[0059]FIG. 13 is a block diagram of a network communication control center constructed in accordance with one embodiment of the disclosed Control Center. The network communication control center 1300 includes a processor 1302, a network interface 1304, a ground connection logic (GCL) 1306, and a memory 1308. The network interface 1304 enables the control center 1300 to interface with a network 1310. The processor 1302 manages mapping and routing of data packets between the wireless communication device and the destination host by coordinating the packet processing with the GCL 1306, which maps and routes data packets through different protocol links by using the NAT table and the mapping table stored in the memory 1308. The GCL 1306 manages network addresses of the wireless protocol links to replace the first wireless protocol link with another protocol link from the available protocol links without disrupting communication between the wireless communication device and the destination host.

[0060] Those of skill in the art will understand that information and signals may be represented using any of a variety of different technologies and techniques. For example, data, instructions, commands, information, signals, bits, symbols, and chips that may be referenced throughout the above description may be represented by voltages, currents, electromagnetic waves, magnetic fields or particles, optical fields or particles, or any combination thereof.

[0061] Those of skill will further appreciate that the various illustrative logical blocks, modules, circuits, and procedures described in connection with the embodiments disclosed herein may be implemented as electronic hardware, computer software, or combinations of both. To clearly illustrate this interchangeability of hardware and software, various illustrative components, blocks, modules, circuits, and steps have been described above generally in terms of their functionality. Whether such functionality is implemented as hardware or software depends upon the particular application and design constraints imposed on the overall system. Skilled artisans may implement the described functionality in varying ways for each particular application, but such implementation decisions should not be interpreted as causing a departure from the scope of the present invention.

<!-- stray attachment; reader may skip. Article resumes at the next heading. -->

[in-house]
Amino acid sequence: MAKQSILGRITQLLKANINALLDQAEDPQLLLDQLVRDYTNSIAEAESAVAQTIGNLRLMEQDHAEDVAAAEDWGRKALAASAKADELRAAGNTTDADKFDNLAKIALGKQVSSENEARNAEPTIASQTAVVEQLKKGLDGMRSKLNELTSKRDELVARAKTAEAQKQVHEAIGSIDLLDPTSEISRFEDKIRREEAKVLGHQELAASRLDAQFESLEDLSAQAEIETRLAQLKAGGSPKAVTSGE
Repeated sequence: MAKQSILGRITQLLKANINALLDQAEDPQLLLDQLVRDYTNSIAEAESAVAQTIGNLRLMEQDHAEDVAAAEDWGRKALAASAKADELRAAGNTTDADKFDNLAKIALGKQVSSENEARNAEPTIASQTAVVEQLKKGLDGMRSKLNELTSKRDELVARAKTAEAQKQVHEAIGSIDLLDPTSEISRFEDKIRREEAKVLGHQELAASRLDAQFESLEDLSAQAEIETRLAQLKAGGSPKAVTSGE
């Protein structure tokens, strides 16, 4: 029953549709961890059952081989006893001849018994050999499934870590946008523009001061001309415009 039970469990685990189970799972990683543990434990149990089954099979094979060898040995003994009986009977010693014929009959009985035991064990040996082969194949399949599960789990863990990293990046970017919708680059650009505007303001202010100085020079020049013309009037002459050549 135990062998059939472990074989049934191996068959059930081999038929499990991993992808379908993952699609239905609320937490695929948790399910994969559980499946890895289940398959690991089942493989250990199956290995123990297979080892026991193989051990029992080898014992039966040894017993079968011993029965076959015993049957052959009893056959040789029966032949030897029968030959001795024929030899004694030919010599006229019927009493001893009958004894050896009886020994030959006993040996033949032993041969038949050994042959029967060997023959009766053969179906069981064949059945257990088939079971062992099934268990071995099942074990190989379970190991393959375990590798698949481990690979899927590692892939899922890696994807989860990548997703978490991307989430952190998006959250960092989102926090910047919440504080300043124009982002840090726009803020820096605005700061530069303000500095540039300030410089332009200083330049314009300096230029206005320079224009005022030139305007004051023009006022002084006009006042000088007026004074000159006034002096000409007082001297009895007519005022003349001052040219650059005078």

[0062] The various illustrative logical blocks, modules, and circuits described in connection with the embodiments disclosed herein may be implemented or performed with a general purpose processor, a digital signal processor (DSP), an application specific integrated circuit (ASIC), a field programmable gate array (FPGA) or other programmable logic device, discrete gate or transistor logic, discrete hardware components, or any combination thereof designed to perform the functions described herein. A general purpose processor may be a microprocessor, but in the alternative, the processor may be any conventional processor, controller, microcontroller, or state machine. A processor may also be implemented as a combination of computing devices, e.g., a combination of a DSP and a microprocessor, a plurality of microprocessors, one or more microprocessors in conjunction with a DSP core, or any other such configuration.

[0063] provided to enable any person skilled in the art to make or use the present invention. Various modifications to these embodiments will be readily apparent to those skilled in the art, and the generic principles defined herein may be applied to other embodiments without departing from the spirit or scope of the invention. For example, although the illustrated embodiments discuss having two wireless protocol links simultaneously connected during “soft handoff”, it is possible to have more than two link connections for some reason, such as for increased bandwidth or data rate. Thus, the present invention is not intended to be limited to the embodiments shown herein but is to be accorded the widest scope consistent with the principles and novel features disclosed herein.

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Classifications
U.S. Classification370/328, 370/395.5
International ClassificationH04L29/12, H04L29/06, H04L12/28, H04W88/06, H04W80/04, H04W36/14, H04W8/26, H04W36/30, H04W36/00
Cooperative ClassificationH04L69/14, H04L69/18, H04L61/255, H04L29/12462, H04W36/14, H04W8/087, H04L61/10, H04L29/12018, H04W88/06, H04L29/1233, H04W8/26, H04W80/04, H04L61/2592
European ClassificationH04W8/26, H04L61/10, H04L61/25A9, H04L29/06H, H04L29/06K, H04L29/12A1, H04L29/12A4
Legal Events
DateCodeEventDescription
Jan 23, 2004ASAssignment
Owner name: QUALCOMM INCORPORATED, CALIFORNIA
Free format text: ASSIGNMENT OF ASSIGNORS INTEREST;ASSIGNOR:GAGE, KENNETH L.;REEL/FRAME:014923/0867
Effective date: 20040122